Researchers have been reconsidering the use of a daily low-dose aspirin regime for heart health in recent years and after much review, the United States Preventive Services Task Force has issued a new recommendation on aspirin use. The latest task force advice on aspirin use is the first update in six years – and it warns against adults over 60 beginning an aspirin regime for primary prevention.
According to a recent New York Times report, taking a daily low-dose aspirin as a prevention measure for adults who have never suffered a heart attack or stroke, and do not have heart disease may do more harm than good. Even a daily baby aspirin can cause serious harm and increase the risk for internal bleeding among older adults without a history of heart attack, stroke, or surgery such as stenting or bypass.
People who have had a cardiovascular event may have a higher risk for a second heart attack or stroke and their doctor may continue to use aspirin in their preventative treatment. The task force also found that the benefit of taking daily low-dose aspirin for adults between the ages of 40 and 59 would be small. If however, they have a greater than 10 percent risk for cardiovascular disease over the next decade, they may decide with their doctor’s advice to being a daily aspirin regime.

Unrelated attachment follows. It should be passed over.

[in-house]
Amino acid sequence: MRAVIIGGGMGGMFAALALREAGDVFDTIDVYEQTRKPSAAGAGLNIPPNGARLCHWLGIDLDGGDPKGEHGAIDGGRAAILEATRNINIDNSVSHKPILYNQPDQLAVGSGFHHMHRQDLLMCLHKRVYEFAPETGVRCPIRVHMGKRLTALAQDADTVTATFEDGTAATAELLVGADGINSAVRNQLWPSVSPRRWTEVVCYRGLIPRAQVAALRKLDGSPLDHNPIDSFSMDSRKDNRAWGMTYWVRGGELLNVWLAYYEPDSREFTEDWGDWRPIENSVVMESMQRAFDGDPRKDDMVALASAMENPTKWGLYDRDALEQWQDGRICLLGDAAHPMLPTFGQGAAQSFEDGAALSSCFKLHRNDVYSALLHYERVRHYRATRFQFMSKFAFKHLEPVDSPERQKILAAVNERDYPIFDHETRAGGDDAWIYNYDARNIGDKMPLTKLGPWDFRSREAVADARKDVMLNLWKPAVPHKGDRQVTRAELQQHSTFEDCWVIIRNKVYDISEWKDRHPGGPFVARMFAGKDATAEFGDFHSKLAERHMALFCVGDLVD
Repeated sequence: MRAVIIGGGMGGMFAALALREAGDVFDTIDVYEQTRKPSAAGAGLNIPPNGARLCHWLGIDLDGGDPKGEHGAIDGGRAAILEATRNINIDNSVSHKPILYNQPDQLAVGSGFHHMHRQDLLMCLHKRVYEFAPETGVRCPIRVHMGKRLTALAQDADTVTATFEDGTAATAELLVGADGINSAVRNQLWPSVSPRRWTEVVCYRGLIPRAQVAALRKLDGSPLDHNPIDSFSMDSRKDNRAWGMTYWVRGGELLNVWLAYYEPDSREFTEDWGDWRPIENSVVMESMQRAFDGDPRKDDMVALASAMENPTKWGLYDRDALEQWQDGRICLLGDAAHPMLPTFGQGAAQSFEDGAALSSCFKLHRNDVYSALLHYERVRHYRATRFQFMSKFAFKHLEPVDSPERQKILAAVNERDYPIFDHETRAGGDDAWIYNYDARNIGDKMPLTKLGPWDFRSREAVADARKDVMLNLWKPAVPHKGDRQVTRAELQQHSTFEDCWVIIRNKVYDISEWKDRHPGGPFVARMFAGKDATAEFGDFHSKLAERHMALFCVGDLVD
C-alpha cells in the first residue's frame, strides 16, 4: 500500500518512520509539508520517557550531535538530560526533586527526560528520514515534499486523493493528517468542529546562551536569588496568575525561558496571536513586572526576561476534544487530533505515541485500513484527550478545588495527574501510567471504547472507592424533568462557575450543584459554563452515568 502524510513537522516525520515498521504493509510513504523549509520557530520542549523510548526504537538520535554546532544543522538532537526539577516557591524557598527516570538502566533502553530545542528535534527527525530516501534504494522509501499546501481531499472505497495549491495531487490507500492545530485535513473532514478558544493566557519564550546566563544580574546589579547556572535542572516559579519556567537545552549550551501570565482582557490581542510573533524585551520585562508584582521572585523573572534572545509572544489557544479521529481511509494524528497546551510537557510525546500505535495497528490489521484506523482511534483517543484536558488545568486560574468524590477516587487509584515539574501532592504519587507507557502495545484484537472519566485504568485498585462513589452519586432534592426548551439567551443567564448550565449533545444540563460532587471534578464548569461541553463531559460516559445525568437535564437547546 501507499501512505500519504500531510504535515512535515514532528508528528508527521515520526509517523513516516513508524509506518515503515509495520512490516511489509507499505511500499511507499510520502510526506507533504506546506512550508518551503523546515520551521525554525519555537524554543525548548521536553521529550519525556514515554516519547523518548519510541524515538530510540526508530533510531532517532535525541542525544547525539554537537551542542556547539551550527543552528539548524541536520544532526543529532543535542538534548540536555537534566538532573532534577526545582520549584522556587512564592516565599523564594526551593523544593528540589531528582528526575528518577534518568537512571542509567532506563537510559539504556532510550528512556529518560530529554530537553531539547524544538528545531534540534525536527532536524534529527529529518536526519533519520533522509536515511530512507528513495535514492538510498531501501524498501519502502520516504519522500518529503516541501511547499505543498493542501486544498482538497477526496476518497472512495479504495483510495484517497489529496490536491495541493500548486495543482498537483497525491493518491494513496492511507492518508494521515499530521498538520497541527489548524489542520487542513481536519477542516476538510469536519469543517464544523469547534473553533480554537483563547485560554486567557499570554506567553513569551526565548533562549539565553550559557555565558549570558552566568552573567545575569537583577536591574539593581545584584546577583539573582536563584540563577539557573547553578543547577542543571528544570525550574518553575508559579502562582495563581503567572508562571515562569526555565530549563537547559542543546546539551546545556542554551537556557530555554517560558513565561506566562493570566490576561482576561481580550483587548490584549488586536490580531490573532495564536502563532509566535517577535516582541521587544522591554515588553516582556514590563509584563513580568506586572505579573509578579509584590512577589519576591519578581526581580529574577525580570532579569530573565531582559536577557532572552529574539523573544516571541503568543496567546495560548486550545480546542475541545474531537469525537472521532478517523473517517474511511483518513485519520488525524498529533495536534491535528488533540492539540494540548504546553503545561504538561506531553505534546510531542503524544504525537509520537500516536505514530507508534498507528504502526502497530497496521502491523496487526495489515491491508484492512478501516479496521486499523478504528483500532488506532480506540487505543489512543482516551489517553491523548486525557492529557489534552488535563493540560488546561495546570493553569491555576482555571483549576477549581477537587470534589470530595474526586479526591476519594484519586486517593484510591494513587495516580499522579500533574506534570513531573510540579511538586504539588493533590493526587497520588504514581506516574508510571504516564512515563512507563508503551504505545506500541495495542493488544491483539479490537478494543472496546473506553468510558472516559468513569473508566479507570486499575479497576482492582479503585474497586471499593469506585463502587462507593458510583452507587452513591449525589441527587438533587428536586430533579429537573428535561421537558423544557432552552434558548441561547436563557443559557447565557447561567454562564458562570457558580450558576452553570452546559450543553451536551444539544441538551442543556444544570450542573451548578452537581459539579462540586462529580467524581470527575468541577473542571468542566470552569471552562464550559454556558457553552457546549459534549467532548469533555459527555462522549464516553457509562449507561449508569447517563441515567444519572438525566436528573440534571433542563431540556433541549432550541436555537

Similar guidelines for older adults were developed by the American College of Cardiology and the American Heart Association in 2019 when routine aspirin for primary prevention was discouraged for patients over the age of 70. With growing evidence that aspirin didn’t significantly reduce the risk for heart attack or stroke, but led to a higher incidence of bleeding, research suggests the harm of aspirin outweighs the benefit for elderly adults.
The risk for a serious bleed that can lead to hospitalization due to a low-dose aspirin regime among older adults is higher for people with a history of bleeding from ulcers or an aneurysm, or among adults who take blood thinners, steroids, or anti-inflammatory drugs like ibuprofen or naproxen.
As always, never stop or start any medication suddenly without talking first to your doctor. You can help lower your risk for a heart attack or stroke by stopping smoking, controlling blood pressure and cholesterol levels, eating a healthy diet that avoids processed meats, maintaining a healthy weight, and getting regular exercise.